A kinder, gentler taxman
The city wants you to come clean.
If your business is unlicensed or delinquent on sales tax payments, now is the time to fork over the cash. That's because between now and Aug. 14, the city will only charge you 6 percent interest on overdue taxes, instead of the up-to-18 percent it usually charges.
The "Sales Tax Amnesty Program" is envisioned as a win-win. The city collects more sales tax at a time when tax revenues are dipping, and business owners can get on the right side of the law while paying fewer fines. By the way, if you aren't paying your taxes, you now stand a good chance of being caught; when City Manager Penny Culbreth-Graft came on board, she hired four sales tax investigators to hunt down businesses that were dodging the system.
"This is a great way for a business to call a 'time out' to get their affairs in order before they are detected by one of our investigators," Revenue and Collections Division Manager Candice Bridgers stated in a press release.
Interested business owners can contact the Revenue and Collections Division at 385-5903. — JAS
Detox plans in critical condition
A last-minute dispute between the El Paso County Sheriff's Office and both Memorial and Penrose-St. Francis hospitals has future detox services, absent since Feb. 1, poised to disappear altogether.
The hospitals, whose ERs continue to accept intoxicated patients in lieu of a detox facility, reported Tuesday that they had requested $400,000 and $170,000, respectively, from their boards to commit to a new detox facility, but that they did not receive "specific details of the [sheriff's office's] business plan" until May 8 and still needed time to review the proposal.
Sheriff's Lt. Lari Sevene says that though there's "still a little wiggle room" for some resolution to be reached in the coming days, the sheriff is likely to be forced to approve two new minimum-security structures without the proposed 40 detox beds.
"[The community partners] have been meeting on this the last couple months," Sevene says. "Everything asked of us has been provided. Why [a decision on funding] came down to the very last minute, I'm not sure."
The real cost of all the finish-line bickering will be to the community, says Michael Allen, clinical director of Connect Care, a behavioral health care management service. If a viable proposal isn't in place soon, $800,000 in state funding, including $400,000 already held over from last year's unmet requirements, will be sent elsewhere.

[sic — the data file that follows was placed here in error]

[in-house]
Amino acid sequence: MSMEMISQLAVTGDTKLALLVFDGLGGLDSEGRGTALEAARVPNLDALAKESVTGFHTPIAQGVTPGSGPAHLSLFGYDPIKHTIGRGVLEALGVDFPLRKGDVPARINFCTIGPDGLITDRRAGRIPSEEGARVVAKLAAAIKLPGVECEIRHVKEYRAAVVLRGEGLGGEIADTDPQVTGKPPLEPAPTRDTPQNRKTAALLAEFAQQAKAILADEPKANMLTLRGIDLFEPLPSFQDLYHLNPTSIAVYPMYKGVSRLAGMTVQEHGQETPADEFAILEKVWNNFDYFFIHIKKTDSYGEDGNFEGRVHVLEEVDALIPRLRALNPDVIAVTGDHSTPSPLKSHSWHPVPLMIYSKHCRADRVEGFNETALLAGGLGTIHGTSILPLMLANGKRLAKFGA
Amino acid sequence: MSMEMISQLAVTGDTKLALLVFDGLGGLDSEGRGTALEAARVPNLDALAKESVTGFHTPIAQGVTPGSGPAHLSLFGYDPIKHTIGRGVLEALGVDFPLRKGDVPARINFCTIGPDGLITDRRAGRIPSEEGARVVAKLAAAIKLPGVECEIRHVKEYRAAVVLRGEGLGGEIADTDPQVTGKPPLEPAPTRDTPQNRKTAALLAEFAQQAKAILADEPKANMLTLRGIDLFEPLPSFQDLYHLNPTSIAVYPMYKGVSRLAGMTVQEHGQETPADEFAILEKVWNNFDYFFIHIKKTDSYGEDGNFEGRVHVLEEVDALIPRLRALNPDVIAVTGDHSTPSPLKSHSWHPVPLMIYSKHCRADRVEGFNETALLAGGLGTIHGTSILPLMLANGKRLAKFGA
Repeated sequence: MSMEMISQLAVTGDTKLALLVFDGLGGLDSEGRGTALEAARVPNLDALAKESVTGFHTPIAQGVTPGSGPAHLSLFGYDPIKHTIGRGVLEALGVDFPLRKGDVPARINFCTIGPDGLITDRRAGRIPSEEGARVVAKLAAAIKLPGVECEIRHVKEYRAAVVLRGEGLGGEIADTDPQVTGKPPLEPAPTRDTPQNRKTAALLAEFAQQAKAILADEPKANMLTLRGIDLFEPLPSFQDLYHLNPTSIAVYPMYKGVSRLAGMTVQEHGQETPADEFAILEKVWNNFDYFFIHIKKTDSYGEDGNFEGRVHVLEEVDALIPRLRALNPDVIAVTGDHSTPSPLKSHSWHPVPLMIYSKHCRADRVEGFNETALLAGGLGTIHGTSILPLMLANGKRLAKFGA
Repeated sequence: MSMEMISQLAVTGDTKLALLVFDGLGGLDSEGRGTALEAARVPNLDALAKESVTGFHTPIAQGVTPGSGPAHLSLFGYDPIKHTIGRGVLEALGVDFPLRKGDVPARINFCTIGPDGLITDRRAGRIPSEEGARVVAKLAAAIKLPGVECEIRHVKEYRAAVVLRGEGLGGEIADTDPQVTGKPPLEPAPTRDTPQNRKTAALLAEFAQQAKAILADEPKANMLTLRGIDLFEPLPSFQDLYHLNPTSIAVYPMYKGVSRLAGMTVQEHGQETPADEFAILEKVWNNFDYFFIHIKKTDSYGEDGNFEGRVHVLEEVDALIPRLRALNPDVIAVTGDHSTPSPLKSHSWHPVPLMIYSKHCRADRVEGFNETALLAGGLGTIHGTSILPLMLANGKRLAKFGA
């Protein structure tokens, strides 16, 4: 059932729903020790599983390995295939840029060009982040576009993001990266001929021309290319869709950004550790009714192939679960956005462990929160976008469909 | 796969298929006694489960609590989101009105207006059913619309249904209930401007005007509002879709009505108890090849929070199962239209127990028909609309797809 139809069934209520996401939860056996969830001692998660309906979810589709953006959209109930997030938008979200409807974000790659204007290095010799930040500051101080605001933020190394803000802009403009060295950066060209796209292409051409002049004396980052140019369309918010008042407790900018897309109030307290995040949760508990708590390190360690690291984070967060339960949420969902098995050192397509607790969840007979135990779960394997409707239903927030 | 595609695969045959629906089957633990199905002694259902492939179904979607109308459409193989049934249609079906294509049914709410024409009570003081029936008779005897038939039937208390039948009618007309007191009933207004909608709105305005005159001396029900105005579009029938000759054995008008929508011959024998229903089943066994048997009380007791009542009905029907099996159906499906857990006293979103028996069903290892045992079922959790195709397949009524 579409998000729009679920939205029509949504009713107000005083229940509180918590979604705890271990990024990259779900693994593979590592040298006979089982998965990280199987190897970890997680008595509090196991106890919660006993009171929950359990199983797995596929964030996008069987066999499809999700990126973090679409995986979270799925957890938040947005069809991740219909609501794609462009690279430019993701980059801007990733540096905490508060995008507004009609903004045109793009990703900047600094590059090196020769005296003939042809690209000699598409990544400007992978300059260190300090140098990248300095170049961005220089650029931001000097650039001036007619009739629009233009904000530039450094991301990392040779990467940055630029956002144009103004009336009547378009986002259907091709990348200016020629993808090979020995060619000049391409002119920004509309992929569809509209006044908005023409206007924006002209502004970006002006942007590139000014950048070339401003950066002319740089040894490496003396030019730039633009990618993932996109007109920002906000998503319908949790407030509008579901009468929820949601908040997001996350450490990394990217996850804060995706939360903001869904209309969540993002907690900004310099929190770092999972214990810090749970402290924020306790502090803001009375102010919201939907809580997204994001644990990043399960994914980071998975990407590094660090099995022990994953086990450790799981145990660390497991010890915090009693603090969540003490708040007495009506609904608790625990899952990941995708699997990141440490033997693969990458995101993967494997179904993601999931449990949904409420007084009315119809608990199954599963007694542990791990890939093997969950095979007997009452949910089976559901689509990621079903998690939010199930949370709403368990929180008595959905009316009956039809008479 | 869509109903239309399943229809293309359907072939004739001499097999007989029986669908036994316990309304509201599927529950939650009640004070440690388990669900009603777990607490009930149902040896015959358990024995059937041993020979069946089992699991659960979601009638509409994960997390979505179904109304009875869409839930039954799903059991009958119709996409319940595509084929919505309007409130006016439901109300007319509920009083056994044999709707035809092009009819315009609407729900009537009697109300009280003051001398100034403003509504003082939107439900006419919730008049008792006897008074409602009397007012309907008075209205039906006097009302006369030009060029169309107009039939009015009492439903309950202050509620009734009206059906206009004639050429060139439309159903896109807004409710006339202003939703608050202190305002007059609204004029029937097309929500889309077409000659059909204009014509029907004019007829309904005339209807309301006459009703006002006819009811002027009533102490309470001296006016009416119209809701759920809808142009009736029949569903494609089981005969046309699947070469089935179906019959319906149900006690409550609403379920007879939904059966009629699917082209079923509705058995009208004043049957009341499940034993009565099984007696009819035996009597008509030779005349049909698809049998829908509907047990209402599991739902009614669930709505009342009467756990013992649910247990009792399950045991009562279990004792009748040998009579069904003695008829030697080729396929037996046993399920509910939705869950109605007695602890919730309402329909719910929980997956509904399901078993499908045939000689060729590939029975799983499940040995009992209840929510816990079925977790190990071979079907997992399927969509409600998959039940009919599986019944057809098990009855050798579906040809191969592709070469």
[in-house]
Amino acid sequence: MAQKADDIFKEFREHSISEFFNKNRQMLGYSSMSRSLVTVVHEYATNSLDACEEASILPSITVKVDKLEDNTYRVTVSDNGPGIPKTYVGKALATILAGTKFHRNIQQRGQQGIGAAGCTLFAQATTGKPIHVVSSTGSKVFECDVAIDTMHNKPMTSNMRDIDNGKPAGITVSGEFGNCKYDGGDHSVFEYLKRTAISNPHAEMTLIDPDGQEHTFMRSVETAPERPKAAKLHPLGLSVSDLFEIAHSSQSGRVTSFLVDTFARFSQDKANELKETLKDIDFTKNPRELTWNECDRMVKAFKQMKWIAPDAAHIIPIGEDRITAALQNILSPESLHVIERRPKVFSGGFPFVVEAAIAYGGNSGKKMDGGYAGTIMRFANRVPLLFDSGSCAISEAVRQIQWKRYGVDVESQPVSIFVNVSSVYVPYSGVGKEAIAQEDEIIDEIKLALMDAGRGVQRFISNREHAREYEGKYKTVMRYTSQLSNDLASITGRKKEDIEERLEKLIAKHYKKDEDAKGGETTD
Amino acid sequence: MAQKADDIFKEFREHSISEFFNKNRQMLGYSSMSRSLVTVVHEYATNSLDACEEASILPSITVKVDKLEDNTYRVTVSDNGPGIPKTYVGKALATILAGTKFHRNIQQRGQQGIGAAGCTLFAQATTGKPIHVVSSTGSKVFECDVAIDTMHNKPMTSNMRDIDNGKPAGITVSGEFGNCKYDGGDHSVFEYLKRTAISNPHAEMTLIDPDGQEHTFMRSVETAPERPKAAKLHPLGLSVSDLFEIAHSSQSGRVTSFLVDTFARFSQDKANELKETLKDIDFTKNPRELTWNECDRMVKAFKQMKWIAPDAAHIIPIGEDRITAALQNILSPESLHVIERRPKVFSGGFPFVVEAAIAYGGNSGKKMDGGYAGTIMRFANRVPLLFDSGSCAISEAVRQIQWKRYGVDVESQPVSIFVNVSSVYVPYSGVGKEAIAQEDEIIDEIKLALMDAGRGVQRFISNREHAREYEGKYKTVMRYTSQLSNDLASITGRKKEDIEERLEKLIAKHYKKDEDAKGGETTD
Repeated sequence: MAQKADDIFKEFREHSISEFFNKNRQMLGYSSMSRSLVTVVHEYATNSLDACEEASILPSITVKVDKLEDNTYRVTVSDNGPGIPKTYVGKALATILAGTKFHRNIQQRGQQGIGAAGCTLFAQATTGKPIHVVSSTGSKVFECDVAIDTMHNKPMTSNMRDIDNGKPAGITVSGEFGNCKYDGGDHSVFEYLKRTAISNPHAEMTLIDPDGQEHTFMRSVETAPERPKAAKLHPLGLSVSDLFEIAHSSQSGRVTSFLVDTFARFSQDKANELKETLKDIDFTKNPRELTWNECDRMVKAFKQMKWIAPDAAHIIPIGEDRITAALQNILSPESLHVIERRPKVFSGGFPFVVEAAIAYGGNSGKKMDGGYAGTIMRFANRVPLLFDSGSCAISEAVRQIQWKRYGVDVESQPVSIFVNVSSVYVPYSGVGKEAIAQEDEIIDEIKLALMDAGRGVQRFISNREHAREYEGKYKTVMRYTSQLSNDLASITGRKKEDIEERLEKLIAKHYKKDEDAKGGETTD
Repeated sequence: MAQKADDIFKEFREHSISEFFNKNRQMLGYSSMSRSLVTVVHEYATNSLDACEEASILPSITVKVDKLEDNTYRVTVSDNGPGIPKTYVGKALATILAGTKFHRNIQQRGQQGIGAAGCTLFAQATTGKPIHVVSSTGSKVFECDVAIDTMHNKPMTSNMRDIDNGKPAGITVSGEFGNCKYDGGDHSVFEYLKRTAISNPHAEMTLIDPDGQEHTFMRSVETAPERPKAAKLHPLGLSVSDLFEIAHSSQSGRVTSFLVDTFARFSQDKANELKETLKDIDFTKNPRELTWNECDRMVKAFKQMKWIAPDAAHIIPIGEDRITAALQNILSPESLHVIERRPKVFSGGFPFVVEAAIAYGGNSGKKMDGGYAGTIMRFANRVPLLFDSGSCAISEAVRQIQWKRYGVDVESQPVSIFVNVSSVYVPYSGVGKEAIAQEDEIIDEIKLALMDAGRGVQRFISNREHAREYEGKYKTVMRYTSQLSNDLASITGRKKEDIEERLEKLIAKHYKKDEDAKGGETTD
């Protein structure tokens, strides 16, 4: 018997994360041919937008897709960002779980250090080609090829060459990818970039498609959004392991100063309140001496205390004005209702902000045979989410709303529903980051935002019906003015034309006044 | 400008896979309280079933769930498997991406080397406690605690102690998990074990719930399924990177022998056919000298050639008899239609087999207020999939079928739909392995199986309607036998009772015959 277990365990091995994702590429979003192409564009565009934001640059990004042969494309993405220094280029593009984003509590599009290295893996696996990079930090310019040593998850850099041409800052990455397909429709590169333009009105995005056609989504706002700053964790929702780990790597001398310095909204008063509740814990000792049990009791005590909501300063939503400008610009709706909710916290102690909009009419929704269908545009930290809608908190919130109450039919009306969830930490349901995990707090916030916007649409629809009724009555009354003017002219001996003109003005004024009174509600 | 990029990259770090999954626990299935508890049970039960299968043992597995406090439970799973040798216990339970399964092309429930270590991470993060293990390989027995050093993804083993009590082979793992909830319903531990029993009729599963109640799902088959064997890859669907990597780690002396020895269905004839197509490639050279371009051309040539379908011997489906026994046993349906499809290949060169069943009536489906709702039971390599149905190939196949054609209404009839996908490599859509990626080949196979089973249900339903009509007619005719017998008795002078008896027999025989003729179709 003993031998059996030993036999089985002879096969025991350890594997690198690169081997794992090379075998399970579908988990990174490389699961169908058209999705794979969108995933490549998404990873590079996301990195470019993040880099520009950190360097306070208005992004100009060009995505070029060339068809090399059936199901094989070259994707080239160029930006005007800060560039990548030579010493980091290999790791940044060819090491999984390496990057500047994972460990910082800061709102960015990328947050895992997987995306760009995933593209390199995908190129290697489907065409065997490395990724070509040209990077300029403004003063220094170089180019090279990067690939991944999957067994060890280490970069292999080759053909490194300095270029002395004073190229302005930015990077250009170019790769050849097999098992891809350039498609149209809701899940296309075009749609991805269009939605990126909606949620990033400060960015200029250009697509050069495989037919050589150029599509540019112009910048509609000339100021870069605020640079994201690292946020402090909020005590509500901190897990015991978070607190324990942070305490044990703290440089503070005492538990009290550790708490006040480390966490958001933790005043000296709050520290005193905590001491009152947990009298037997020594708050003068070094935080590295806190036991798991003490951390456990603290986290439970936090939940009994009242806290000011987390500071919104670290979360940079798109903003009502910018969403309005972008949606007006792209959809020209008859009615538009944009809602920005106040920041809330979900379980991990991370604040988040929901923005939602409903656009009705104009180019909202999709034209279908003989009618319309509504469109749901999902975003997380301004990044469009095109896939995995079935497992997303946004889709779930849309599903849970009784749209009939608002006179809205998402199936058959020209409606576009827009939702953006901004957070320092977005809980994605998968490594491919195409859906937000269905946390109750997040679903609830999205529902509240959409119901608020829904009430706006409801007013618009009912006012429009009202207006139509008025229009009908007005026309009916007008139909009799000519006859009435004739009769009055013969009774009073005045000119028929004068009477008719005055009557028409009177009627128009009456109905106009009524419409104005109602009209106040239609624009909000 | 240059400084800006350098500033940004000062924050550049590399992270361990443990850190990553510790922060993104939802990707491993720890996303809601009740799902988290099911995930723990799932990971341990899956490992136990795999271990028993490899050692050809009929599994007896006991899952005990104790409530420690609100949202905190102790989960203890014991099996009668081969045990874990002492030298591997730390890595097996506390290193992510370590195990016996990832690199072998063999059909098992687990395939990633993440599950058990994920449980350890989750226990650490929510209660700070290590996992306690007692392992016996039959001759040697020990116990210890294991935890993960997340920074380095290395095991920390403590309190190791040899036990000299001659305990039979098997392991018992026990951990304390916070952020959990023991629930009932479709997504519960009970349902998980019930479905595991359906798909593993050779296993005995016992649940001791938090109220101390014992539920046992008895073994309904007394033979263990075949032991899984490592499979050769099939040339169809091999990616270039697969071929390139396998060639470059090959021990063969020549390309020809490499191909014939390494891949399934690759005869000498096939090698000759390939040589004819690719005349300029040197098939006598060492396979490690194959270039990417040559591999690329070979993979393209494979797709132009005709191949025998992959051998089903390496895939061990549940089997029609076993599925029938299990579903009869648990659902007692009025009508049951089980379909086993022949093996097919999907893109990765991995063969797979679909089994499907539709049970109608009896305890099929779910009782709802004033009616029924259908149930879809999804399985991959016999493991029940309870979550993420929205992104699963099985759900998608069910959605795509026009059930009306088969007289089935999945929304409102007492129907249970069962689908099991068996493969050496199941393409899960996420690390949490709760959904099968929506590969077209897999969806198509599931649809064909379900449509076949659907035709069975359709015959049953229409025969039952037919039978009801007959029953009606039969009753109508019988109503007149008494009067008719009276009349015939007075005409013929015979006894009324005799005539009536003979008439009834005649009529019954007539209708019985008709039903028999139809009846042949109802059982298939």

"We may never get that money back ever again," he says. "That's my biggest fear in all of this." — MS
Deputy DA arrested for DUI
Cheers! Here's to setting a good example!
As if it wasn't embarrassing enough to have then-4th Judicial District Attorney John Newsome caught on camera downing more than a gallon of beer and driving a county-owned vehicle last year ... now Deputy DA Sebasti Emma Adams has been arrested for driving under the influence, careless driving and driving without proof of insurance. A special prosecutor is handling the case.
Adams was out on Saturday, May 8, when she crashed her car into a curb and disabled her vehicle. She failed roadside sobriety tests.
Adams is currently suspended with pay. — JAS
Co-op-er-a-tion makes it happen
It's official: The city and county have formed a Shared Services Task Force and are directing the county administrator and city manager to look for ways to save money by working together.
"We are looking everywhere for greater efficiencies," Commissioner Sallie Clark stated in a press release. "Just a few examples where shared services might create better efficiencies are information technology, procurement, fuel purchases, animal control and payroll administration and I'm sure we'll find other areas as well."
City Councilor Darryl Glenn, who has announced his candidacy for county commission in 2010, is another big proponent of the plan, which he says will save taxpayers money.
However, some doubt that a large-scale consolidation will benefit both sides equally, arguing that the county may reap most of the benefits. — JAS
Recovery center grows
The Cascade-based Peak Addiction Recovery Center, which has so far treated 150 patients for severe alcohol and drug dependencies, is expanding its service to the downtown area. The nonprofit will mark its one-year anniversary this Friday with the opening of a newly leased main transitional facility at 1116 S. Nevada Ave.
"It's been 20 years since the Springs has had a true inpatient rehab facility solely focused on addiction treatment, so that in itself we consider a success," says P.A.R.C. executive director Michael McKelvey.
McKelvey notes that P.A.R.C. lost a significant chunk of state-originated funding at the end of 2008, and that to stay afloat, it's had to open up at least half its slots to clients coming in from out-of-state. While the organization continues to operate its primary center in Cascade, the downtown expansion will result in more community-integrated programs, including outpatient services and transitional living for newly sober patients. — BF
Compiled by Bill Forman, Matthew Schniper and J. Adrian Stanley. For more briefs, visit csindy.com.
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